While we're (sort of) on the subject of badges on pkgs.racket-lang.org: the
"This package needs documentation" badge is mostly great, both as a
producer and consumer of packages.

I've encountered at least two types of cases, though, where packages may
intentionally and justifiably lack documentation (or at least not have it
in a form that pkgs.racket-lang.org can recognize):

   - Packages that are split up into "foo"/"foo-lib"/"foo-doc"/"foo-test".
   The server doesn't know that "foo-doc" documents "foo-lib", so packages
   like "foo-lib" get the "needs documentation" badge. For example,
   "gui-lib" gets the badge.
   - Packages that just distribute platform-specific native binaries, like
   "ffmpeg-x86_64-win32". It's a bit more complicated in this case to
   generalize where the documentation is, and it is certainly at least
   arguable that there should be some sort of documentation of the existence
   and purpose of such packages, but it would probably be very silly to give
   each one its own "scribblings/ffmpeg-x86_64-win32.scrbl" as the package
   server expects.

Giving these kinds of packages the "This package needs documentation" badge
seems less than ideal for package consumers: I'm probably not the only one
who avoids depending on undocumented packages. Most of the time, of course,
it isn't too confusing given a moment's thought (assuming one knows the
-lib/-doc/-test convention and/or the maintainer filled in the
"description" field), though there do seem to be some native binary
packages that are not obviously linked to their client package(s), but even
a momentary stop-and-think impedes quickly scanning or programmatically
filtering the search results.
There's another downside for package maintainers, which is that these show
up as "todos". While, again, maintainers probably don't have to think much
about it when they actually review them, the existence of
intentional/expected "todos" prevents maintainers from applying the simple
rule that nonzero "todos" always means there's something they should go and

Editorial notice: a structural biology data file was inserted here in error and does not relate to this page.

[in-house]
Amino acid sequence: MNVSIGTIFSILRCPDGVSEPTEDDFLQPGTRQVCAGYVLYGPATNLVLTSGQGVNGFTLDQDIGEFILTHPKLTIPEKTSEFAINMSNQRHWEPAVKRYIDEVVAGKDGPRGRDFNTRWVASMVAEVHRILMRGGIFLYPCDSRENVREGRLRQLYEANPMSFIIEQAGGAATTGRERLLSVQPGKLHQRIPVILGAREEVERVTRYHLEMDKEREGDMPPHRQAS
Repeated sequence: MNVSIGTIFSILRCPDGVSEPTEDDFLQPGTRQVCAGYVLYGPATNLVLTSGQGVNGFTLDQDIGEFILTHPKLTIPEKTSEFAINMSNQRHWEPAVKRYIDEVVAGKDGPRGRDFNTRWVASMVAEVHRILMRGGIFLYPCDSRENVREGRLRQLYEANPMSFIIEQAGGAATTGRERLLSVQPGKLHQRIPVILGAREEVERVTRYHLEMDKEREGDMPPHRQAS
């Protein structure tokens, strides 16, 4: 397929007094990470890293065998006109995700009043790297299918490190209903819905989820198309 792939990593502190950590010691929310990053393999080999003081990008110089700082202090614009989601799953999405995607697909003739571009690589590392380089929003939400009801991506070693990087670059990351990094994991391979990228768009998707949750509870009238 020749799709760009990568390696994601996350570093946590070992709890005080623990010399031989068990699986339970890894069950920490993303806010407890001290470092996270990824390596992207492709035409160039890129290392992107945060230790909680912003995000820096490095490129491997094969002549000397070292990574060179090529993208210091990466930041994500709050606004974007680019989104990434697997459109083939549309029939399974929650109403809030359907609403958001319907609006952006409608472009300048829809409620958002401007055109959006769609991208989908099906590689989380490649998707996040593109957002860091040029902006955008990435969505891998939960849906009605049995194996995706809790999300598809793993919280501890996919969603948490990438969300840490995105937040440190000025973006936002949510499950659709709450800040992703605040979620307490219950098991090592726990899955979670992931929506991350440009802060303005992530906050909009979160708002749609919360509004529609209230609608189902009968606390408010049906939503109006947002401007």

fix.

I think the most useful resolution would be to give package maintainers a
way to specify that some package documents or is documented by some other
package (or possibly some arbitrary URL—I would have reservations about
that approach, but it seems worth considering whether it might be useful
for the case of native binary packages). Other options I can imagine, like
adding a way to just suppress the badge, seem less good in that they would
weaken the badge system.

This is a post and not a pull request because it seems like there are a lot
of details that would need to be agreed upon, and I'm not sure I know the
right answers or all of the non-obvious implications. (For example, should
the documented package point to the documenting package, or vice versa, or
should both packages have to "agree" on the relationship?) If consensus
emerges, though, I would be happy to contribute some implementation effort!
(Eventually …)

-Philip

On Sun, Mar 25, 2018 at 1:02 PM, 'John Clements' via Racket Users <
racket-users@googlegroups.com> wrote:

> I’m fixing problems related to documentation on the libgit2 package, and
> it appears there are a number of issues to fix, but the first one was that
> the package was written with a main scribblings file called “manual.scrbl”.
> It turns out this is a bad idea, and in fact this is mentioned in the raco
> documentation, and there’s a helpful “conflicts” file that appears in the
> “Most Recent Build Results.” (Unfortunately, I didn’t find this until I’d
> already figured out this part of the problem.) My question is this; have we
> given any thought to adding a conflict notification—either a badge or an
> entry in the green box—to the front pkgs.racket-lang.org page?
>
> Apologies if there’s some good reason this isn’t already a thing.
>
> John
>
>
>
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